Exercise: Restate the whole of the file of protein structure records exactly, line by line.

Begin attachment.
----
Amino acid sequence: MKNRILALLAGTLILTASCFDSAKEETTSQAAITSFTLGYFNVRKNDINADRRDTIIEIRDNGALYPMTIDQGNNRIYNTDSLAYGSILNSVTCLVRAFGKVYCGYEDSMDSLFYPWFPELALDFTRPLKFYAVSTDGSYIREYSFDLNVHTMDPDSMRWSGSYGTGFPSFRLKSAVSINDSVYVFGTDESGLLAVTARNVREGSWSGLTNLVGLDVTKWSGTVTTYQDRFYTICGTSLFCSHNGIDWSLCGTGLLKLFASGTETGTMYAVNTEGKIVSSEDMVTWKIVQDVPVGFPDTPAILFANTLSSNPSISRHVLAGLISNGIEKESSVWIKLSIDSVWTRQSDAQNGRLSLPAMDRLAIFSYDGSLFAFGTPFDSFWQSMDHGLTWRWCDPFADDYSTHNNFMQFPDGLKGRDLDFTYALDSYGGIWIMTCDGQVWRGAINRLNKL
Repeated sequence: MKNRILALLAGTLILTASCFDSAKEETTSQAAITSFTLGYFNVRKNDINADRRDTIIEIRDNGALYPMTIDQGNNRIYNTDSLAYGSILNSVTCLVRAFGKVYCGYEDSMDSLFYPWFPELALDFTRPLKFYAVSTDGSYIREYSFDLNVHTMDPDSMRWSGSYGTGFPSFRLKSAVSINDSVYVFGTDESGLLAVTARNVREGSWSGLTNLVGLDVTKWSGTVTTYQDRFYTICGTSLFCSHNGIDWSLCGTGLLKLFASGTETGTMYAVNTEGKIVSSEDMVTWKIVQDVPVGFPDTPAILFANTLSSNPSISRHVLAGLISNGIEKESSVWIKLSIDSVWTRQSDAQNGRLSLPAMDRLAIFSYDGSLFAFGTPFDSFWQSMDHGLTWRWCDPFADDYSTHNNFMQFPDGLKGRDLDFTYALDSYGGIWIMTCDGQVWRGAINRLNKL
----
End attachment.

Amino acid sequence: MKNRILALLAGTLILTASCFDSAKEETTSQAAITSFTLGYFNVRKNDINADRRDTIIEIRDNGALYPMTIDQGNNRIYNTDSLAYGSILNSVTCLVRAFGKVYCGYEDSMDSLFYPWFPELALDFTRPLKFYAVSTDGSYIREYSFDLNVHTMDPDSMRWSGSYGTGFPSFRLKSAVSINDSVYVFGTDESGLLAVTARNVREGSWSGLTNLVGLDVTKWSGTVTTYQDRFYTICGTSLFCSHNGIDWSLCGTGLLKLFASGTETGTMYAVNTEGKIVSSEDMVTWKIVQDVPVGFPDTPAILFANTLSSNPSISRHVLAGLISNGIEKESSVWIKLSIDSVWTRQSDAQNGRLSLPAMDRLAIFSYDGSLFAFGTPFDSFWQSMDHGLTWRWCDPFADDYSTHNNFMQFPDGLKGRDLDFTYALDSYGGIWIMTCDGQVWRGAINRLNKL
Repeated sequence: MKNRILALLAGTLILTASCFDSAKEETTSQAAITSFTLGYFNVRKNDINADRRDTIIEIRDNGALYPMTIDQGNNRIYNTDSLAYGSILNSVTCLVRAFGKVYCGYEDSMDSLFYPWFPELALDFTRPLKFYAVSTDGSYIREYSFDLNVHTMDPDSMRWSGSYGTGFPSFRLKSAVSINDSVYVFGTDESGLLAVTARNVREGSWSGLTNLVGLDVTKWSGTVTTYQDRFYTICGTSLFCSHNGIDWSLCGTGLLKLFASGTETGTMYAVNTEGKIVSSEDMVTWKIVQDVPVGFPDTPAILFANTLSSNPSISRHVLAGLISNGIEKESSVWIKLSIDSVWTRQSDAQNGRLSLPAMDRLAIFSYDGSLFAFGTPFDSFWQSMDHGLTWRWCDPFADDYSTHNNFMQFPDGLKGRDLDFTYALDSYGGIWIMTCDGQVWRGAINRLNKL